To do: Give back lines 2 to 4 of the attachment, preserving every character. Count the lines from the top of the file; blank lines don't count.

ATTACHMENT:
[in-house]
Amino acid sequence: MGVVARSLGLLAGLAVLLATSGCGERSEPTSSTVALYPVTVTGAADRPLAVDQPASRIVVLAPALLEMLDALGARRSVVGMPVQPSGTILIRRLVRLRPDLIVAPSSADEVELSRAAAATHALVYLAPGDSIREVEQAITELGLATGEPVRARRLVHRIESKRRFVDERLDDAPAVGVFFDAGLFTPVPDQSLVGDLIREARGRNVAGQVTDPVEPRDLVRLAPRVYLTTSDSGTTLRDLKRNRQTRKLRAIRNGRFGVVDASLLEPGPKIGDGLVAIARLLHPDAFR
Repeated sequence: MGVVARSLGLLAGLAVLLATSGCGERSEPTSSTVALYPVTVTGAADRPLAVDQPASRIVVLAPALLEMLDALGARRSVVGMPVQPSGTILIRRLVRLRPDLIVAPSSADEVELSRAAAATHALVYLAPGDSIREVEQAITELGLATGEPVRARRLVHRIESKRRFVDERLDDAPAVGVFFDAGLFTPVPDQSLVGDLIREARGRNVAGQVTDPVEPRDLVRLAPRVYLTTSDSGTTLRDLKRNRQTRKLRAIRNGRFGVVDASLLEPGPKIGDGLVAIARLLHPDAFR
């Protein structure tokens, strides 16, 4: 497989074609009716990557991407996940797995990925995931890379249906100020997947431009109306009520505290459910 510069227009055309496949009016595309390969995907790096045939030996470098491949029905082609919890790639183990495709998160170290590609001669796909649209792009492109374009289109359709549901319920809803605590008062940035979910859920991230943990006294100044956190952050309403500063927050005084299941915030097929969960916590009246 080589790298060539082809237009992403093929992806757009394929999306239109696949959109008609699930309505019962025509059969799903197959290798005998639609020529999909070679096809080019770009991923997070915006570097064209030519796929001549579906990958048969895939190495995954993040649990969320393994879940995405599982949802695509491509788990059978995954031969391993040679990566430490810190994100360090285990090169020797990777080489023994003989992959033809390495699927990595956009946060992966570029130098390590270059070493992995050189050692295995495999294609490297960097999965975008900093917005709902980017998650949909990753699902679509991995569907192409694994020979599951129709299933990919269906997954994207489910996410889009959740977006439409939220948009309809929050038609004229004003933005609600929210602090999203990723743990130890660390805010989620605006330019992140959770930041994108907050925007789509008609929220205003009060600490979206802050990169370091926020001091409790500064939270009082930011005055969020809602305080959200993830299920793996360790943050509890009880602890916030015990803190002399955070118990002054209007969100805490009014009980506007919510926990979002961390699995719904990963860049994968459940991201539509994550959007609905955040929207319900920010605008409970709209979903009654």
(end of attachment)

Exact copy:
Amino acid sequence: MGVVARSLGLLAGLAVLLATSGCGERSEPTSSTVALYPVTVTGAADRPLAVDQPASRIVVLAPALLEMLDALGARRSVVGMPVQPSGTILIRRLVRLRPDLIVAPSSADEVELSRAAAATHALVYLAPGDSIREVEQAITELGLATGEPVRARRLVHRIESKRRFVDERLDDAPAVGVFFDAGLFTPVPDQSLVGDLIREARGRNVAGQVTDPVEPRDLVRLAPRVYLTTSDSGTTLRDLKRNRQTRKLRAIRNGRFGVVDASLLEPGPKIGDGLVAIARLLHPDAFR
Repeated sequence: MGVVARSLGLLAGLAVLLATSGCGERSEPTSSTVALYPVTVTGAADRPLAVDQPASRIVVLAPALLEMLDALGARRSVVGMPVQPSGTILIRRLVRLRPDLIVAPSSADEVELSRAAAATHALVYLAPGDSIREVEQAITELGLATGEPVRARRLVHRIESKRRFVDERLDDAPAVGVFFDAGLFTPVPDQSLVGDLIREARGRNVAGQVTDPVEPRDLVRLAPRVYLTTSDSGTTLRDLKRNRQTRKLRAIRNGRFGVVDASLLEPGPKIGDGLVAIARLLHPDAFR
């Protein structure tokens, strides 16, 4: 497989074609009716990557991407996940797995990925995931890379249906100020997947431009109306009520505290459910 510069227009055309496949009016595309390969995907790096045939030996470098491949029905082609919890790639183990495709998160170290590609001669796909649209792009492109374009289109359709549901319920809803605590008062940035979910859920991230943990006294100044956190952050309403500063927050005084299941915030097929969960916590009246 080589790298060539082809237009992403093929992806757009394929999306239109696949959109008609699930309505019962025509059969799903197959290798005998639609020529999909070679096809080019770009991923997070915006570097064209030519796929001549579906990958048969895939190495995954993040649990969320393994879940995405599982949802695509491509788990059978995954031969391993040679990566430490810190994100360090285990090169020797990777080489023994003989992959033809390495699927990595956009946060992966570029130098390590270059070493992995050189050692295995495999294609490297960097999965975008900093917005709902980017998650949909990753699902679509991995569907192409694994020979599951129709299933990919269906997954994207489910996410889009959740977006439409939220948009309809929050038609004229004003933005609600929210602090999203990723743990130890660390805010989620605006330019992140959770930041994108907050925007789509008609929220205003009060600490979206802050990169370091926020001091409790500064939270009082930011005055969020809602305080959200993830299920793996360790943050509890009880602890916030015990803190002399955070118990002054209007969100805490009014009980506007919510926990979002961390699995719904990963860049994968459940991201539509994550959007609905955040929207319900920010605008409970709209979903009654």